Having searched extensively and spent handsomely to find the right candidate for your sales rep position, you want to treat your new hire like the commodity they are. What you don’t want is a revolving door of sales reps, joining the team bright-eyed and bushy-tailed, and then bailing a few months later, after either buckling under pressure or feeling underutilized. It hurts your company financially, and it is poison to a healthy sales team culture.
The key, in many regards, to ensuring retention is onboarding. Onboarding lays the foundation for your new hire’s growth within the company and introduces them to key processes, policies, and philosophies that will help them thrive along the way. It should not be skipped.
It also should not be rushed. To that end, here are three onboarding best practices for your sales team to consider.
Provide Pre-Board Resources
There is only some much information a new hire can retain during their first week of employment. Think about it from their perspective. It’s a short period of time, but more than that, it can be an over-stimulating period of time – everything is new, and the sheer stress of wanting to do well can occlude your powers of recall.
It’s better to give new hires “pre-board” resources: reading, viewing, or paperwork they can familiarize themselves with before the job starts. Not only does this save time and money by ensuring they hit the ground running, but it also provides them the chance to familiarize themselves with the team from the comfort, quiet and familiarity of their own home.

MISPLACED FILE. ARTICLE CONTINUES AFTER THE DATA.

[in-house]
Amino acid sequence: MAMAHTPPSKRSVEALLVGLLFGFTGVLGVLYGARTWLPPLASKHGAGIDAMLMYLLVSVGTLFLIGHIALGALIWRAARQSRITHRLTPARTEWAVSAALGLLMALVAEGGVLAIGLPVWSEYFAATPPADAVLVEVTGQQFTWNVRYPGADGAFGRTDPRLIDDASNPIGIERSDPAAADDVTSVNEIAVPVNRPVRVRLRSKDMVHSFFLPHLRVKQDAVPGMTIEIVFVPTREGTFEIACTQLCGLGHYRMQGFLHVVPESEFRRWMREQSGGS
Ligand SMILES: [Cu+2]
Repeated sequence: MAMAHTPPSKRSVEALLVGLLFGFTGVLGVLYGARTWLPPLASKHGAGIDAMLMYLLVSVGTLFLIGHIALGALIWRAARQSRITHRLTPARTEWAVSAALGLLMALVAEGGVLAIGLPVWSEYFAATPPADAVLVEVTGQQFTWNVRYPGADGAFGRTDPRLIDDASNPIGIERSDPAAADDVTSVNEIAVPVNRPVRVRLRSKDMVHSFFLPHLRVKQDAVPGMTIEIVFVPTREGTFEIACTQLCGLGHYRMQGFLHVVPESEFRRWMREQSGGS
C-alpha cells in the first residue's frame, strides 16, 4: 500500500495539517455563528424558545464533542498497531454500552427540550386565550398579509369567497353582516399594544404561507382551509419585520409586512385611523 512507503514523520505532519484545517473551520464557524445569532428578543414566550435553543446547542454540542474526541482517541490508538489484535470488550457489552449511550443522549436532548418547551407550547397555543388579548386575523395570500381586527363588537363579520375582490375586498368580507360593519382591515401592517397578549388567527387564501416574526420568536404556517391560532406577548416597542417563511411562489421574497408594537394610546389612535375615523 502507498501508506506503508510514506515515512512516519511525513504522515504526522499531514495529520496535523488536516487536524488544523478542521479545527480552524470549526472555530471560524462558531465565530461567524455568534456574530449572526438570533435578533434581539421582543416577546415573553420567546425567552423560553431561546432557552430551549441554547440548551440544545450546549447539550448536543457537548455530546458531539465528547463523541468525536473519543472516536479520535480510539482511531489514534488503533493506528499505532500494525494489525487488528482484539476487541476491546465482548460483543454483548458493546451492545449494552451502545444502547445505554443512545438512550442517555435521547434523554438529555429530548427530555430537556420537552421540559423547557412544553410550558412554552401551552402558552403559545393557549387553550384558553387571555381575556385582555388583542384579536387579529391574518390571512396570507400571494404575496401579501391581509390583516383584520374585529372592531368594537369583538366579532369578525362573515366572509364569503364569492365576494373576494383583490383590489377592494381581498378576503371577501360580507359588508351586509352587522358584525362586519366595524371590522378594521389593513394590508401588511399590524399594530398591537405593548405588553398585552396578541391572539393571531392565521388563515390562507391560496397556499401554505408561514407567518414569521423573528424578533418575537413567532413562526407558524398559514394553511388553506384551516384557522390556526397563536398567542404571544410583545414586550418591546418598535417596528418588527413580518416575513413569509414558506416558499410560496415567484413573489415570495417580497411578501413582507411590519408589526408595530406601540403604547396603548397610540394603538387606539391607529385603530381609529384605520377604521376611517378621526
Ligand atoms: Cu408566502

Detail Clear, Realistic, Progressive Goals
When laying out goals, ensure they meet the following three criteria: 1) they are clear, 2) they are realistic and 3) they are progressive, proceeding gradually in stages. These goals might be broad, like team annual revenue targets, or focused, like personal monthly sales goals; or they might be action-based goals, like making a certain number of calls this week.
In any case, don’t equivocate what you are asking of them, and make the goals realistic. Give a firm, progressive timelines for the goals, checking back in a week, a month, a quarter, etc., to check their progress.
Familiarize New Hires With Your Sales Software
Reps, especially SDRs who will be qualifying leads, will be using sales software of which they might be unfamiliar. Sales engagement software, which is being used increasingly by teams to automate the sales process and remove the guesswork of choosing the next lead to contact, takes a bit of training, but with a hands-on demo from a designated admin, the new hire should pick it up fine.
You can find out more about the best practices for deploying a sales engagement platform at the link provided, including defining the role of a solution administrator to facilitate staff training and onboarding.
In addition to these best practices, you might consider partnering new hires with experienced team members as well. Just make sure not to “dump” them there – if using shadowing as a form of onboarding, check in with your new hires, and make sure they are being provided useful advice and hands-on experience.